As Food & Water Watch points out, the August 2nd Los Angeles Times editorial, “Science and salmon” takes a “pro-industry, anti-regulatory approach to the controversial pending FDA approval of genetically engineered (GE) salmon.”
While admitting some risks have already been linked to the GE fish, such as potential for mating with wild populations, the LA Times editorial accuses eight senators of “squelching scientific inquiry.” Why? Because the eight have warned the Food and Drug Administration “that they will pursue legislation—already passed in the House—to keep the FDA from using any of its funding to study whether genetically modified salmon are safe for the environment and consumers.”
What the editorial dismisses as “squelching scientific inquiry” is actually a reasonable call for the kind of independent verification the GE industry has fought from the beginning. Here is what the senators’ letter actually says:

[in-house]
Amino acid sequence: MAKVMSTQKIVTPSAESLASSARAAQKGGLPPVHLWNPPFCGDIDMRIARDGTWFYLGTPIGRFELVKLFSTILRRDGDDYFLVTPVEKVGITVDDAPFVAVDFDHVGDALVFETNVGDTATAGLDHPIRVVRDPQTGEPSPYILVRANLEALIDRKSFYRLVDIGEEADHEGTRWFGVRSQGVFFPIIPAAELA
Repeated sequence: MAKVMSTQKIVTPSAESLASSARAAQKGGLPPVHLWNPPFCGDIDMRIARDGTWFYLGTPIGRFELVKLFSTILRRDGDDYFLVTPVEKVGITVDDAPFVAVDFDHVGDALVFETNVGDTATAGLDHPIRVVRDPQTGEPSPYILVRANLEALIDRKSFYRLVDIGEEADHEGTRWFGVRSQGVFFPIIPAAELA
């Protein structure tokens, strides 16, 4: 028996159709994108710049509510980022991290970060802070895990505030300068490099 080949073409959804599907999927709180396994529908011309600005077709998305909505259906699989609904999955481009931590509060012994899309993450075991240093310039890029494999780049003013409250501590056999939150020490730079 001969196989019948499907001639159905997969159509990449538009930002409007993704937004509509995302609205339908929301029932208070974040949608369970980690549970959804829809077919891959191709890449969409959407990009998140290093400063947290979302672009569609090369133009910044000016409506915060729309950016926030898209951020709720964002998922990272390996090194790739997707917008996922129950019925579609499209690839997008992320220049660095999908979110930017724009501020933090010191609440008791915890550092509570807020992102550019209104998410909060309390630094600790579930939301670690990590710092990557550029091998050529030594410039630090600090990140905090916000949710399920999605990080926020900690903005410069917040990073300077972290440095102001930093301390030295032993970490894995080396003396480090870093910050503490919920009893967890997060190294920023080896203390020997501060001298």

“We are concerned that the FDA’s review of GE salmon uses the same criteria as it would for approving a veterinary drug. This level of genetic manipulation is clearly not a veterinary drug. In addition, the lack of transparency in the approval process is extremely disconcerting given that the approval of GE fish is likely the first step toward approval of many more GE animals for human consumption.”
It is not anti-science to call on the FDA to stop wasting dollars on an approval process that will not be open and transparent or appropriate to the issue. The GE industry has never been open and transparent, and the FDA will be basing its decisions on industry-supplied research. In spite of all mounting evidence against the GE fish (see Related Care2 Stories below), pressure from the biotech industry is moving the U.S. government closer to approval.
Food & Water Watch has compiled resources that dig beneath the reassurances issued by industry, including those that show federal scientists have expressed concerns. The biotech industry has spent more than half a billion dollars on lobbying. Polluting industries stand to gain the most. And on it goes, including a suggestion industry-funded PR hacks may be providing “major newspapers around the country with their GE salmon talking points.”
It is disappointing to see one of the best newspapers in the country brushing aside the senators’ legitimate concerns, but it is another reason to be all the more vigilant in searching out information not compiled or funded by industry sources.
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Photo by Cathryn Wellner